VR: Pivotal moments for me are those when we break our own rules to create a new reality. I had a rule to never leave a job before completing the first year. Several years ago, I was working in a company with a toxic culture and decided to break that rule. It took a lot of mental anguish and power to overcome the fear of not having a job line up. Nevertheless, it was the best decision of my life. It prepared me to make the same decision again while having a stable job to launch my business.
Q: What behavior or personality trait do you most attribute to your success?
VR: It’s a combination of attributes & philosophies that leads to my success.
Starting with my learning attitude. I’m deeply curious and spent countless hours reading scientific literature and experimenting with ideas to create frameworks that help me make sense of people’s behaviors. Seeking clarity to achieve my goals and being persistent are key to my success.
Lastly, some of the philosophies I live by are “no job is beneath you” & “every situation or person has something to teach you.” With this in mind, I adopt a positive attitude towards any job I have to do and try to see every situation as an opportunity for learning even when I faced difficulty.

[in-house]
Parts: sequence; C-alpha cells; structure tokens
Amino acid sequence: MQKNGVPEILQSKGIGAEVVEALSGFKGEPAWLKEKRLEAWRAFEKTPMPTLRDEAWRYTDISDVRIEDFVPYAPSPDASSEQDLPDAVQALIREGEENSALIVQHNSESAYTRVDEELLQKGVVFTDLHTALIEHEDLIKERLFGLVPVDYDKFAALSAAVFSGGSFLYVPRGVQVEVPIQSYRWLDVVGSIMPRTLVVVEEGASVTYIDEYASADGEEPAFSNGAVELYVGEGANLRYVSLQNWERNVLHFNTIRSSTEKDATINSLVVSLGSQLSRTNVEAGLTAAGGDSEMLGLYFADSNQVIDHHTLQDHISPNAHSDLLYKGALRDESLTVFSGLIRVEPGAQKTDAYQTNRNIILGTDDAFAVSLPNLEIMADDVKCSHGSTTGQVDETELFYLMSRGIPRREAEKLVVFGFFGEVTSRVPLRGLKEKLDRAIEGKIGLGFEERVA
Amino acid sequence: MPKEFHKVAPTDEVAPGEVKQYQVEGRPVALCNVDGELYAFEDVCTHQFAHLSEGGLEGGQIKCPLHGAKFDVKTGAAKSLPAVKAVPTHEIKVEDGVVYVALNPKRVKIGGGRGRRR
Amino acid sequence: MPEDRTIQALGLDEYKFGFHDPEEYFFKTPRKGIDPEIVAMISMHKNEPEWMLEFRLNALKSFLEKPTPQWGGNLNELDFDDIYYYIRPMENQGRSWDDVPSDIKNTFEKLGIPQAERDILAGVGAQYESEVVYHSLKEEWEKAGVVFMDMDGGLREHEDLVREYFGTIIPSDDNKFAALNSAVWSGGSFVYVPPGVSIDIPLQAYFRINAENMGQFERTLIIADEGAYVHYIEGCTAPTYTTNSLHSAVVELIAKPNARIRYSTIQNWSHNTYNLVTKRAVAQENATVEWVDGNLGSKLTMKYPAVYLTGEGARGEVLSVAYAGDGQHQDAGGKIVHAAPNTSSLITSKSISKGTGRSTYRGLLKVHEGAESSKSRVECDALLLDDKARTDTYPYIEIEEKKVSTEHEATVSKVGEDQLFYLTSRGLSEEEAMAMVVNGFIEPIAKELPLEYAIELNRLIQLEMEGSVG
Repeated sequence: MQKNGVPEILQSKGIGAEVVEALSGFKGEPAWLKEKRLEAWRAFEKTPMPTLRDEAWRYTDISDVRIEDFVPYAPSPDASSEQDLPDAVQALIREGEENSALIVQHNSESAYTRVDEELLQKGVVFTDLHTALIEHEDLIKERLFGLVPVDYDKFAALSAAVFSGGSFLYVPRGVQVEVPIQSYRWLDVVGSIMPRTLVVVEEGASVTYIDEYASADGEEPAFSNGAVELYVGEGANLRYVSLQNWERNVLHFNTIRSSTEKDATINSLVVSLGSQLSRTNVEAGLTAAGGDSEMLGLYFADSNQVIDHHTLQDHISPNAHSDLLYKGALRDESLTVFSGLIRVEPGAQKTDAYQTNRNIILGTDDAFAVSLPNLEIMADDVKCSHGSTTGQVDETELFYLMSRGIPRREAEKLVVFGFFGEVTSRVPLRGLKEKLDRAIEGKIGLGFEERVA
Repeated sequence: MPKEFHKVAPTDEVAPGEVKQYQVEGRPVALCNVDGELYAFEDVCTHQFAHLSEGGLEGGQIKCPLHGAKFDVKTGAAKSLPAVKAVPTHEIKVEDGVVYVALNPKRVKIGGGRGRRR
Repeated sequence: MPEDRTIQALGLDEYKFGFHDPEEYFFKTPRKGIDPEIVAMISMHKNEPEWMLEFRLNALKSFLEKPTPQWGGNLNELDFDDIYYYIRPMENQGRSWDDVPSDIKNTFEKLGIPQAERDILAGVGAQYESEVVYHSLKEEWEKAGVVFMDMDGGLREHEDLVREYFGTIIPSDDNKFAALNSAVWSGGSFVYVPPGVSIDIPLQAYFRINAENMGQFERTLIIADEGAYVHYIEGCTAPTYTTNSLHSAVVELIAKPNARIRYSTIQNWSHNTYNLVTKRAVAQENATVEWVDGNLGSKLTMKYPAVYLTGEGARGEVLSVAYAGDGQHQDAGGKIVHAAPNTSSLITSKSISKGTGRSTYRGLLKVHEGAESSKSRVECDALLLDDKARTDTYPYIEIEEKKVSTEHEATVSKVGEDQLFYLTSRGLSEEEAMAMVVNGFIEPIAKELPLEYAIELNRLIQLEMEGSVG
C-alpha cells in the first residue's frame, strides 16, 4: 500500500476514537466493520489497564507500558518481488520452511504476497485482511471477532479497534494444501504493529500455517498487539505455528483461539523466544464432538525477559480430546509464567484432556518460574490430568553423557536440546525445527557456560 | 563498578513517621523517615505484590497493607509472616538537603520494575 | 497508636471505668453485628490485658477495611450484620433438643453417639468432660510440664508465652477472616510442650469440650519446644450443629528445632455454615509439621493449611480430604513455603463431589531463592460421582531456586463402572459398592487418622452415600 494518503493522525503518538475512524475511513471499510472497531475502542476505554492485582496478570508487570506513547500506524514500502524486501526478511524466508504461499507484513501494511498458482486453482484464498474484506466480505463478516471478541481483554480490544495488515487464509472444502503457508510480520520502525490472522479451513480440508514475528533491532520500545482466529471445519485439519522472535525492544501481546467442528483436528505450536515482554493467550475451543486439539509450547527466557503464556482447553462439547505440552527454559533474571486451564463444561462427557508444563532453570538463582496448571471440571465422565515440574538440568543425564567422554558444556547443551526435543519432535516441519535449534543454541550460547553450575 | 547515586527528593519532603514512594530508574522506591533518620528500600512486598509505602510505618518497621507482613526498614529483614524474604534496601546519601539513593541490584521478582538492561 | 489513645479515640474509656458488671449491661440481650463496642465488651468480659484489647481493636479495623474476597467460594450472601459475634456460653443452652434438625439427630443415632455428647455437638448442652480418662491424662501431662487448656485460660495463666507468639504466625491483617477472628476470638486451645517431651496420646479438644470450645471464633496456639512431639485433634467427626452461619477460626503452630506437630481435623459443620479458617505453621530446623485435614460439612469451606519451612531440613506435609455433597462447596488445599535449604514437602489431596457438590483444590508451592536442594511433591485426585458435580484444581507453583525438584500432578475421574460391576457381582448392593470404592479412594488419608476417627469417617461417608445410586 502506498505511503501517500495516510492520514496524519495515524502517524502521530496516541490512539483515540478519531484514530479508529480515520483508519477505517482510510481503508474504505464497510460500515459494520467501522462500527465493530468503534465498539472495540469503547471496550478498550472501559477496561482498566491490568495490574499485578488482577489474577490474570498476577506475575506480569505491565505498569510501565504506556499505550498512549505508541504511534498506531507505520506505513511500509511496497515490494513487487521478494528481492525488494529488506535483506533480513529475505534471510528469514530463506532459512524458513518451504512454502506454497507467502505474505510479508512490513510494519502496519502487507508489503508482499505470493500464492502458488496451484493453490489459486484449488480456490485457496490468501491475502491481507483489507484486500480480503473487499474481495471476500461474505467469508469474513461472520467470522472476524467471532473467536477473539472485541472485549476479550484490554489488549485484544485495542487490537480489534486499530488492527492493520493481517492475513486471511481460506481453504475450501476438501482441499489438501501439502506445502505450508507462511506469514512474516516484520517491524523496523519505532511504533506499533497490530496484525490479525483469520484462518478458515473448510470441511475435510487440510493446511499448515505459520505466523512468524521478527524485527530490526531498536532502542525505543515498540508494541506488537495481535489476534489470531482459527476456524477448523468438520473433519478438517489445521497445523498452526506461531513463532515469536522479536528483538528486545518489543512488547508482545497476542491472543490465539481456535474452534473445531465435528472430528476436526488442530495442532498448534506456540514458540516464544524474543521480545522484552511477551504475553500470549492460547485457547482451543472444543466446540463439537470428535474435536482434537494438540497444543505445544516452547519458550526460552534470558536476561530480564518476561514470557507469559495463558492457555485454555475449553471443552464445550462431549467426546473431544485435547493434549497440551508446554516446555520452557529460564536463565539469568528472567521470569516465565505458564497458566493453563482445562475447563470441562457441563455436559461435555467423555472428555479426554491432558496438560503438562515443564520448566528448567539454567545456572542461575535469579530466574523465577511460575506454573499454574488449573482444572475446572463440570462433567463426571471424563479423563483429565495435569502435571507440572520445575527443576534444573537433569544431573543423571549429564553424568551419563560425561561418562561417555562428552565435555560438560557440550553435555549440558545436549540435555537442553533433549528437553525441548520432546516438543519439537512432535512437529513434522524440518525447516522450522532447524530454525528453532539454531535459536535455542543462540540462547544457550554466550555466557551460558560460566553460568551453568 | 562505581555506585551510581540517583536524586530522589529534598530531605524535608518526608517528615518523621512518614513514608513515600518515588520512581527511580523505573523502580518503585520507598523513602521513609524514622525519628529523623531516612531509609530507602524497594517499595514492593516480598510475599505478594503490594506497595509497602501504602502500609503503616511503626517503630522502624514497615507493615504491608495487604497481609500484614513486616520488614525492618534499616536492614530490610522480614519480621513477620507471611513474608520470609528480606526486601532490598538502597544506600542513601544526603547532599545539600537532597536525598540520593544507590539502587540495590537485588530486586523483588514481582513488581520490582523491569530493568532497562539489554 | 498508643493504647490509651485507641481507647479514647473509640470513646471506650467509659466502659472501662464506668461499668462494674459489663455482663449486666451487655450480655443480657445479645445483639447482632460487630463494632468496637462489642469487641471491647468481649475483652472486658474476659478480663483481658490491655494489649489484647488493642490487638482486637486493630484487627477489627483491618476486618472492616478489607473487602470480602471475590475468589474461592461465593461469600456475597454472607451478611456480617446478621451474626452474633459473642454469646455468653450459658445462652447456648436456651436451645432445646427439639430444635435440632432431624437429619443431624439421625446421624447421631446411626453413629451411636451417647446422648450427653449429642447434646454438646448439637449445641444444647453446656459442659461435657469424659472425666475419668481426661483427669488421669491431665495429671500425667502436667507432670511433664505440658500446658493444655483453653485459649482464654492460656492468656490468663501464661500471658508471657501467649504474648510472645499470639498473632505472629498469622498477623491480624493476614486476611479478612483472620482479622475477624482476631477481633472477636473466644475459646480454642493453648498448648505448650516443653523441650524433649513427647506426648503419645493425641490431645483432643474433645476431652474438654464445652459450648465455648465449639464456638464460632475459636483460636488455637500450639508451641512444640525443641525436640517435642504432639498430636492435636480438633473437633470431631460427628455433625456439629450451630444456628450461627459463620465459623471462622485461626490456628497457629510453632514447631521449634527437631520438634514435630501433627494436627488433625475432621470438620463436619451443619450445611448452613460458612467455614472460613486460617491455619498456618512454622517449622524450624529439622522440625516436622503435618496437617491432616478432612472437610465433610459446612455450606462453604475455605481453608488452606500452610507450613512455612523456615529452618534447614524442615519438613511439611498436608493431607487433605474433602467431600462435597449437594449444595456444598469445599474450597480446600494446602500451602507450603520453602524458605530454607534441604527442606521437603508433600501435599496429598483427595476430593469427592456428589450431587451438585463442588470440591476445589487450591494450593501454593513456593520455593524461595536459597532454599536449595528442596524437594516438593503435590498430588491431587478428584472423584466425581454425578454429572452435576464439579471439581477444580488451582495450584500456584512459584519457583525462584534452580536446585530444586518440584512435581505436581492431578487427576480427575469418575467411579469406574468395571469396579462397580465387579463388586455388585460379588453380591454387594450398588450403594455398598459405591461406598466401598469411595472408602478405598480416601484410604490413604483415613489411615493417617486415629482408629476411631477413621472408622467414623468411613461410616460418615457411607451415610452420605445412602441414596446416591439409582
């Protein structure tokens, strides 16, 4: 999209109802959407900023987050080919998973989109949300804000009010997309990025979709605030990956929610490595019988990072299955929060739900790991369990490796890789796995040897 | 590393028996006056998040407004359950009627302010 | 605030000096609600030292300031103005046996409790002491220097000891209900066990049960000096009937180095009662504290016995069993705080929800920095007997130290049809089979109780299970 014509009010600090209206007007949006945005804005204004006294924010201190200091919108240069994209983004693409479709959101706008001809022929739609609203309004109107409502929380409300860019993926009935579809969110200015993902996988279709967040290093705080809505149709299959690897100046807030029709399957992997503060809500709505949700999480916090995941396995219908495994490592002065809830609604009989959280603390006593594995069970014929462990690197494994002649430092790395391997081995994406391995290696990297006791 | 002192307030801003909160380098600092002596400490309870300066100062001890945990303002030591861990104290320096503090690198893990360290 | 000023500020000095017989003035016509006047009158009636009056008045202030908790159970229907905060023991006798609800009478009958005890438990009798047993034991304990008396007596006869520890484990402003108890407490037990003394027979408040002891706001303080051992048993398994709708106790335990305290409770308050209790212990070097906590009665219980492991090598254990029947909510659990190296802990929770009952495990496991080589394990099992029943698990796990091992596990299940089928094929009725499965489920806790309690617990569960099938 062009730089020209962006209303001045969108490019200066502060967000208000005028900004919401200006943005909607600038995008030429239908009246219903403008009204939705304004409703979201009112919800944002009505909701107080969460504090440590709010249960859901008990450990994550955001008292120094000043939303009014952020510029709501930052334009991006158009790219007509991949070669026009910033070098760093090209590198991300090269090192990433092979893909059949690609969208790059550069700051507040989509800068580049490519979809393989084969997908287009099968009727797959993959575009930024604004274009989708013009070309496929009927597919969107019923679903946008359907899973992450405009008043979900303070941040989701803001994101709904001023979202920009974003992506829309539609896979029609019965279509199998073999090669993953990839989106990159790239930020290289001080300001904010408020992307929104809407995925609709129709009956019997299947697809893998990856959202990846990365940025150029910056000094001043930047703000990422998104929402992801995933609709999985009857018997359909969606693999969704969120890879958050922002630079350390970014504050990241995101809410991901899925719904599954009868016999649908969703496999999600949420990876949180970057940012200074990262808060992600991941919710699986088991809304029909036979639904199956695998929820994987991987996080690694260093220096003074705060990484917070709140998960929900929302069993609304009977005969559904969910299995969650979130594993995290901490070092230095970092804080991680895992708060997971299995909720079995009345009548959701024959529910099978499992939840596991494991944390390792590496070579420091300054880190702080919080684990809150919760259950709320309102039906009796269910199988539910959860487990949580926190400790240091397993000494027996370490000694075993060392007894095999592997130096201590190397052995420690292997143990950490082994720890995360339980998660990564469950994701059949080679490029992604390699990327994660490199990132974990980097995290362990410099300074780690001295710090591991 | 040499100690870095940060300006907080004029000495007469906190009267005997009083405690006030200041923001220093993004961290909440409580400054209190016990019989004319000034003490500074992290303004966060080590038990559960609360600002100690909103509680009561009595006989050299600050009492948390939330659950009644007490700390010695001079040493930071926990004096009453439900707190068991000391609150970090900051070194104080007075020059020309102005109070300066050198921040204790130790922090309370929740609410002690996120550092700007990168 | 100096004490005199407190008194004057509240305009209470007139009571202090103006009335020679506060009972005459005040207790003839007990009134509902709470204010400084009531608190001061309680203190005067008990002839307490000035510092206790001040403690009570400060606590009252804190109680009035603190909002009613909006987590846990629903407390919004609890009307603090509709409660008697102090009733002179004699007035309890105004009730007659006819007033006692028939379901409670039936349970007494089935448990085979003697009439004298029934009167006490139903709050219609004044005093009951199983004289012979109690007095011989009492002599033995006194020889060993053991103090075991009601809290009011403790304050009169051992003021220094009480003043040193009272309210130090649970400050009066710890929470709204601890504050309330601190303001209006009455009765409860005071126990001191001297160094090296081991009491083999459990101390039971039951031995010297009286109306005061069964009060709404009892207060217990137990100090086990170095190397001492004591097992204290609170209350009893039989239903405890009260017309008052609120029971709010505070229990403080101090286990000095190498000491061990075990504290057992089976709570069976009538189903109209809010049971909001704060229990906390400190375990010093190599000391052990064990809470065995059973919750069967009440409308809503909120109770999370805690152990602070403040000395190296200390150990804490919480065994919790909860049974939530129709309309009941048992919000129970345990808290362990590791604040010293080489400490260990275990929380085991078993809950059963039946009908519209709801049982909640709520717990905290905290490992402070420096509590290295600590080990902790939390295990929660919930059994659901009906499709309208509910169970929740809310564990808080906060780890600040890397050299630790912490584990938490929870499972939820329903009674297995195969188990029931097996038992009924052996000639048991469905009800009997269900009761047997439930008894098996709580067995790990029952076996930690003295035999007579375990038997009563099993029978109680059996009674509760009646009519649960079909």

When I meet people, I actively listed for their gifts to understand what they are here to teach me and how I may support their journey.
Q: What's your advice for women in male-dominated fields?
VR: Allyship in large numbers is key whether through sponsorship or mentorship. Drive collaboration and partnerships across the organization to raise awareness of your work. Use your voice to not only speak up but influence decision-making processes. Resist the urge to conform to the male stereotype of a leader. Lastly, disrupt gender bias by supporting other women with access to opportunities, championing them, and ensuring pay equity.
Q: How can women achieve more prominent roles in their organizations?